What’s in a number?
You walk into a wine shop, not exactly sure what to buy.In front of you are a thousand bottles. Hanging from a few of them are little tags marked with numbers and tasting notes. You pick a bottle that you may have tried before, but you hear the voice of the wine guy behind you: “That’s good, but Parker gave the one next to it a 90.” Impressive, though you don’t know why the Pittsburgh Steelers running back Willie Parker is giving out numbers to wines. You buy the bottle recommended by the wine guy, despite the fact it’s $10 more than the one you were holding in your hand originally.Later that night as your assembled guests “ooh” and “ahh” over your selection, you display your immense knowledge of wine by parroting the wine guy: “It should be good, Parker gave it a 90.”What is it with wine and numbers? Why are the ratings assigned by Robert Parker, The Wine Spectator, and other journals of wine so important to consumers and even more important to the industry? A little background. Since the beginning of time, ratings have been a way of keeping score. The assignation of a number is a way to determine who has won a game, who has the most stuff, and in a subjective sense, who has the best stuff. Wine often was given one to four stars in the early days of wine journalism by writers looking for a device to rank wines.In 1959, Dr. Maynard Amerine, an oenology professor at the University of California Davis, devised a 20-point scale for rating wines. In that weighted system, points were awarded or deducted for a wine’s attributes, such as appearance, color, aroma, body, acidity and flavor. The idea was to scientifically and objectively rate a wine with little room for subjective input. The flavor component, for example, merited just one point.In the mid 1970s, Robert Parker was a lawyer and an amateur “wine geek” before the term was even created. According to Elin McCoy in her Parker biography, “The Emperor of Wine,” Parker and a friend, Victor Morgonroth, devised a scale that would prove to be far more powerful and popular than the rather restrictive UC Davis 20-point system.Knowing that all Americans came through school using a grading scale based on 100, Parker and Morgonroth simply extrapolated the 100-point system to wines. In their system, every wine began with 50 points. Then points were added for flavor and appearance (1-5), aroma and bouquet (1-15), flavor and finish (1-20), and finally, overall quality or the opportunity for improvement with age (1-10). Violà! A scale for evaluating wines was established that had room for subjective wiggle and could be as easily understood as a baseball batting average or the grade you received on your history essay in school. In the mid-1980s, The Wine Spectator took to using a 100-point scale as well and the rest, as they say, is history. Parker went on to become the single-most-influential wine authority on Earth, and the Spectator has become the most successful wine magazine in this country.What does it mean for the industry? Well, it gives the people who sell wine a way to differentiate their product from the competition. While a point, or even two, in the ratings may not mean that much in the glass, it can be an enormous factor in how a wine is priced, distributed, marketed and ultimately sold.And what do these ratings mean to you as a wine drinker? They should simply be used as a tool to help you navigate your way around the store or wine list. If a particular vintage in a particular region, or a particular wine, receives uniformly high scores, then chances are it is a well-made wine from a good place grown at a good time. But that does not necessarily mean that it is the best wine for you at a given time, for a given meal, or a special occasion.Rather, look at the numbers, but read the notes and taste the wines. Parker himself notes, “There can never be any substitute for your own palate nor any better education than tasting the wine yourself.”And that is 100-point advice.Kelly J. Hayes lives in the soon-to-be designated appellation of Old Snowmass with his wife, Linda, and a black Lab named Vino. He can be reached at firstname.lastname@example.org.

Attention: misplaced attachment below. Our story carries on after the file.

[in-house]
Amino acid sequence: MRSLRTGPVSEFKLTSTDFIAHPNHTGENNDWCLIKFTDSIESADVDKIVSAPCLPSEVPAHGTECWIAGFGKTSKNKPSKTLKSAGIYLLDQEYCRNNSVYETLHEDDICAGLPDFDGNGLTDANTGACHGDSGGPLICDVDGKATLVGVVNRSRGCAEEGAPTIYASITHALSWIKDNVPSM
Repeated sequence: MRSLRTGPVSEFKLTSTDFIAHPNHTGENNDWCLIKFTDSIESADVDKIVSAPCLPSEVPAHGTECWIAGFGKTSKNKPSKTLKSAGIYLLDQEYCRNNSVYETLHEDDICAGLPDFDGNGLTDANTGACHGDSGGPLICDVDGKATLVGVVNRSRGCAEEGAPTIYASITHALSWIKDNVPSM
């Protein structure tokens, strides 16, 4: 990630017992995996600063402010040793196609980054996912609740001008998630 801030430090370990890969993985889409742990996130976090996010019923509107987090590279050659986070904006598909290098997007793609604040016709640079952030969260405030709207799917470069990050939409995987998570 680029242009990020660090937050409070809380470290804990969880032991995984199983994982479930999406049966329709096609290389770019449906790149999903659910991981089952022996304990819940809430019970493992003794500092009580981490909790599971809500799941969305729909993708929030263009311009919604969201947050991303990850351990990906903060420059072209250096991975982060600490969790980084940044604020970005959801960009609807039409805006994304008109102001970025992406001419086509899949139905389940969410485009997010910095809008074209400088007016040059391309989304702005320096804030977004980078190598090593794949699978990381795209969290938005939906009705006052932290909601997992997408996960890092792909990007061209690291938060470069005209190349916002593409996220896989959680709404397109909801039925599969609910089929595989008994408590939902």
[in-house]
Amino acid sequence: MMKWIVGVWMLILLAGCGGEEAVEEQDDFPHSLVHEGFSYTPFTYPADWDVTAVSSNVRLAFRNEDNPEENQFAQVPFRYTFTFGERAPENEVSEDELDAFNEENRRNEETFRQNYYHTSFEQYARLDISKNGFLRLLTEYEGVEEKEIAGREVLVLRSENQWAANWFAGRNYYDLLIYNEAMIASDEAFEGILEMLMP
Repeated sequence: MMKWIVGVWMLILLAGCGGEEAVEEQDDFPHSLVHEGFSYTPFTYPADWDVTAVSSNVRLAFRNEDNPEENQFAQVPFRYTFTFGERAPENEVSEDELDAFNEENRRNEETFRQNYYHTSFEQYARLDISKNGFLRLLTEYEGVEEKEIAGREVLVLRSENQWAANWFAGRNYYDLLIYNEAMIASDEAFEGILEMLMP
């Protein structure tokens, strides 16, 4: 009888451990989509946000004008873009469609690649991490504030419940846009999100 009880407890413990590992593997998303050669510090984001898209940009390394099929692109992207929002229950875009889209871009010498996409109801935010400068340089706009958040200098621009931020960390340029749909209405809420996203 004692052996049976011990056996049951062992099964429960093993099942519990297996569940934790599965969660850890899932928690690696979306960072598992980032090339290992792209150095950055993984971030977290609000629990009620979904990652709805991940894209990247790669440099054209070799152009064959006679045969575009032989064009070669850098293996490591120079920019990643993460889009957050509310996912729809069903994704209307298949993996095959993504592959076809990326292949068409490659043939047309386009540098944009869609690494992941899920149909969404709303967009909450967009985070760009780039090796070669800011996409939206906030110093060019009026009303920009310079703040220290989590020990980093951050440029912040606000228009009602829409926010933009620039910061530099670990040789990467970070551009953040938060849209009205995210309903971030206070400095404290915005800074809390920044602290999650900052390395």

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Warm and dry conditions to start the winter have kept all but the higher elevation slopes free of snow. That is expected to change by the end of the week and the avalanche hazard could start to climb, according to Colorado Avalanche Information Center.